Social Justice 101: Allyship
By Finn Phoenix
A friend of mine recently asked me to write down what allyship meant to me. In generating an answer, I thought a lot about the people who have played this role in my own life, and examples of situations in which I felt allyship from folks around me. As a queer, trans, chronically ill kid growing up in the rural/suburban midwest in the 90s, any and all measure of safety came at the full expense of visibility, so I am really grateful to a steady presence of allies in my adult life. Allyship can come in various permutations, but as I pulled apart those situations, the pieces that made me feel less solitary in my struggles were consistent. This is my experience of what the bottom line of an alliance relationship is about: a sense of shared effort and work for a common outcome.
One of the most important things you can do is to regularly check your intentions.
Self-awareness and self-reflection are key. Understand your motivations, and check your ego before you move forward. While there are many valid intentions it is important to consider why you are taking on work, and what is motivating your intentions. For example, if you are moving forward to placate white guilt or other negative feelings, take a step back. Part of being an ally is being aware of when you are in a space to position yourself appropriately alongside folks toward collective liberation.
If you find yourself having problematic intentions, this is okay. Everyone becomes an ally for their own reasons, and during their own point in the process of understanding. However, this is a great time to visit a public library and/or the internet. Find some resources and take on the work of educating yourself seriously *before* participating to avoid negative impact behaviors such as tokenizing, patronizing, or emotional/mental resource exhaustion.
Avoid at all costs being the person that shows up to ‘help’ and asks a lot of invasive questions about bodies, identities, or experiences. The emotional and intellectual labor of your personal unlearning and understanding is your work, not theirs. Do show up if and when you have sought out appropriate informational resources, put work into setting positive intentions, and are able to show up in, at the very least, a neutral capacity. If you feel you’ve exhausted your reading material and primary resources and still need more guidance, it’s best to seek further information from established and trusted allies. When you are ready to show up, be ready to truly listen and take guidance. This will let you know what roles you can or should play.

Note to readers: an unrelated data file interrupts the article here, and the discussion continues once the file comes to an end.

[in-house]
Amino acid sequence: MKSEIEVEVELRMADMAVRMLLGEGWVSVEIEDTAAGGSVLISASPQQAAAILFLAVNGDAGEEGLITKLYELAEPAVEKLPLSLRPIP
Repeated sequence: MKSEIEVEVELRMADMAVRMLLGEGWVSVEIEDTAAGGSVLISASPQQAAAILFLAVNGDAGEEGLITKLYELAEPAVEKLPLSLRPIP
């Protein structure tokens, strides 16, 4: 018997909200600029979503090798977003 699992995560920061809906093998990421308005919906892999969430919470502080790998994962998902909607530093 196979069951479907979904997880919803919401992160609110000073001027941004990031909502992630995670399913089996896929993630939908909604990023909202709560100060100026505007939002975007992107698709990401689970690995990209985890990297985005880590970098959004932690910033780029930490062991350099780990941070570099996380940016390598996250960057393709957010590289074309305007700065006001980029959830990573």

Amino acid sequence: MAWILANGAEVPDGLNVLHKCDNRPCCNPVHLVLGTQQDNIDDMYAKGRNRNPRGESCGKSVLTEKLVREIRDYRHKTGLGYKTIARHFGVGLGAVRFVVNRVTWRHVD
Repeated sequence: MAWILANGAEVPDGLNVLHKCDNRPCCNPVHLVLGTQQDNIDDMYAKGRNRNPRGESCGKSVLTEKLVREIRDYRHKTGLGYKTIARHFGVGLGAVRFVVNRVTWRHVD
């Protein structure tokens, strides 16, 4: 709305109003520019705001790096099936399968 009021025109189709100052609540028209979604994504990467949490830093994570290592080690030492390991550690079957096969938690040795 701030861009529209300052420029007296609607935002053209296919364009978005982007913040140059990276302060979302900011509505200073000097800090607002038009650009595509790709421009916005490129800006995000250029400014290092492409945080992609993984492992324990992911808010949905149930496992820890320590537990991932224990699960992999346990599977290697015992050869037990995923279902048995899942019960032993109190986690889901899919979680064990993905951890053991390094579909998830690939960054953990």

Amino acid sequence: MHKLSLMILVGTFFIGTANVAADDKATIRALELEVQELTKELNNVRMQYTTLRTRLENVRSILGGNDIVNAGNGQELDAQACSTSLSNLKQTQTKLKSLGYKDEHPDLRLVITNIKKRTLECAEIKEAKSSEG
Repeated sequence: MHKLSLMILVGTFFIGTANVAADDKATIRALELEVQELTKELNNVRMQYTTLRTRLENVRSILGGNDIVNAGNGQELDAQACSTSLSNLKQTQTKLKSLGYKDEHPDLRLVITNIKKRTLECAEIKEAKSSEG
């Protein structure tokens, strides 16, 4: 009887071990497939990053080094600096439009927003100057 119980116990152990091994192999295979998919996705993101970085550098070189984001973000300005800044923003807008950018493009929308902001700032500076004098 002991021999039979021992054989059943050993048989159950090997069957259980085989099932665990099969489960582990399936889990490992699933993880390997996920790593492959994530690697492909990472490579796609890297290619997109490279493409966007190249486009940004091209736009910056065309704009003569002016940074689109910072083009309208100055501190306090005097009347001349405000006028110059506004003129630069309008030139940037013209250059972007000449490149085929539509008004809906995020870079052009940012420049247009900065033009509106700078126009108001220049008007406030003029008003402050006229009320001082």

Take honest stock of the spheres of privilege you occupy. Privilege manifests in many layers of power and resource distribution. Some of the most important work we can do both for ourselves and our fellow humans is to understand the intersectional structure of our own identities, what privileges we’ve been given access to, and how they have impacted our own experiences and shaped our lives and perceptions. Individuals who have been the most effective at showing up for me in an ally capacity have primarily filled in gaps in resources I was lacking or which were depleted at a critical moment, provided access for me to build my own skills for the future, or to harness and build a critical community structure that would allow for long-term resource sharing.
Do not underestimate the value of emotional labor or physical presence in particularly vulnerable moments. Know and be ready to communicate your own boundaries and limitations.
Be ready to receive feedback. Allyship is about community relationships and collective liberation, so be ready to take criticism, hear folks out, and adjust behaviors that are not having intended or positive impacts. Remember that focusing on how to be more impactful is the best use of your energy after feedback, and that defensiveness is a mechanism that keeps us from learning more effective behaviors. Solidarity is a process for everybody involved; it requires consistency and a willingness to identify areas of growth and improvement to be sustainable.
Finally, accept that the title of ‘ally’ is not a self-assigned label, but one that will be offered when you are fully and wholeheartedly engaged in solidarity work for collective liberation.